Impacts of the earthquakes in Nepal

The consequences of the earthquakes in Nepal are significant. A new report with a view of risk, vulnerability, exposure and economic impact.

On 25 April 2015, a catastrophic earthquake with a moment magnitude of Mw7.8 hit the densely populated area of Nepal, west of the capital Kathmandu, causing much damage near the epicenter (Gorkha District) and also the surrounding regions. A second major earthquake took place on 12 May, having a moment magnitude of Mw7.2. The impacts in terms of fatalities, casualties and economic loss are enormous. CEDIM’s Forensic Disaster Analysis (FDA) task force is investigating these events thoroughly in near-real time with a special focus on hazard analysis, vulnerability and exposure metrics, and economic impact information.

The intensities of the first main earthquake reached a level of VIII on the Modified Mercalli Intensity (MMI) Scale. Over 50 aftershocks with a magnitude greater than 4.7 have occurred, with magnitude 5 and 6 earthquakes continuing to pepper the region east of the epicenter. A second, triggered earthquake occurred on 12 May 2015.

The significant number of people displaced after the earthquakes who need shelter is driven by damaged buildings, utility outages and other forms of building inhabitability, but is also aggravated by socio-economic vulnerability. Furthermore the frequent large aftershocks following the earthquakes lead to widespread concern about the safety of buildings and therefore additional population displacement.

The severe earthquake hit a country that belongs to the 20 poorest countries in the world. Nepal has a net capital stock of around $36 billion USD with approximately 28.8 million inhabitants. Agriculture (outside Central region) and trade are the key components of GDP, but Kathmandu and the Central and Western regions are also main tourist areas with the area accounting for 5% of GDP through tourism (direct/ indirect). The economic loss is modelled at around 3.8 billion USD (3.21-6.02 billion USD) from the CATDAT model as released through Earthquake-Report and CEDIM. The replacement cost is estimated to be around 5.3 billion USD (4.88-8.44 billion USD) using the intensity patterns and historically observed losses.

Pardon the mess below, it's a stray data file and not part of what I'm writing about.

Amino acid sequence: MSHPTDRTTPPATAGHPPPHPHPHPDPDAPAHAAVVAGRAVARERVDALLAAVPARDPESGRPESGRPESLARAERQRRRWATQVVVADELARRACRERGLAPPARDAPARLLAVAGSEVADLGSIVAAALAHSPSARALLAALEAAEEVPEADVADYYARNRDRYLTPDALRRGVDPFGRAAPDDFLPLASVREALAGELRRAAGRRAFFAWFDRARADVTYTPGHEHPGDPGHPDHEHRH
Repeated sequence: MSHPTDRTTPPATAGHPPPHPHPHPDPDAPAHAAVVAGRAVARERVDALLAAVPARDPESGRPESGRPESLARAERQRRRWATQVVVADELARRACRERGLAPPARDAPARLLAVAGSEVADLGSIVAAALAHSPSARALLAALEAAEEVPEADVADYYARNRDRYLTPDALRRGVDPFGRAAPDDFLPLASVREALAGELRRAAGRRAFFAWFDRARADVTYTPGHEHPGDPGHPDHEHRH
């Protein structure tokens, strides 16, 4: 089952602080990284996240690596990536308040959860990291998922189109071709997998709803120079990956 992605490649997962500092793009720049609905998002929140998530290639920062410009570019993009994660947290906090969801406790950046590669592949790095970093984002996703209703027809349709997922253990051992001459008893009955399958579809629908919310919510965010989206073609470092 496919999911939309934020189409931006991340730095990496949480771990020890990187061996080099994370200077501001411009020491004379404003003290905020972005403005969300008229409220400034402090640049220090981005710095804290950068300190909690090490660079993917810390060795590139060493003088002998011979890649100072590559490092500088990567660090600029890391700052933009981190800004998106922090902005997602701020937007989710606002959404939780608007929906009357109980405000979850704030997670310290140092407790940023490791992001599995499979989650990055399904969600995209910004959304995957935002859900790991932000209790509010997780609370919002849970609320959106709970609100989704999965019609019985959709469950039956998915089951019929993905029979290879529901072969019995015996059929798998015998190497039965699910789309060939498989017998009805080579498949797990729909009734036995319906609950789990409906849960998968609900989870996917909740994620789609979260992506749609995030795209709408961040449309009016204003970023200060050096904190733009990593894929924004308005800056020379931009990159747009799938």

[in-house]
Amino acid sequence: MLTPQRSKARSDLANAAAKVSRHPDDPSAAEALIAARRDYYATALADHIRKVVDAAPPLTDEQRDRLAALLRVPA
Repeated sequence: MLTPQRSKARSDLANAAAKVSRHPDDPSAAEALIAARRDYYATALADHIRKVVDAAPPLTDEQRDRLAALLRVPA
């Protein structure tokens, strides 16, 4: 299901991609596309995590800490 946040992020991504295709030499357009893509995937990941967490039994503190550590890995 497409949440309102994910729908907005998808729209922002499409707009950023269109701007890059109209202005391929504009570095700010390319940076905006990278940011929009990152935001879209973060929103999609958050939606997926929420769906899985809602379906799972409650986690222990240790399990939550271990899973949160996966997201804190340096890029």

The current report is availabe here. CEDIM is following and analyzing the Nepal earthquake and its consequences since 25. April, and has issued first report on 27. April. A second one with focus on shelter followed one week later. CEDIM researches continue to analyze the impact and consequences of the earthquake. 

The Center for Disaster Management and Risk Reduction Technology, CEDIM, is an interdisciplinary research institution of the German Research Centre for Geosciences (GFZ) and the Karlsruhe Institute of Technology (KIT).

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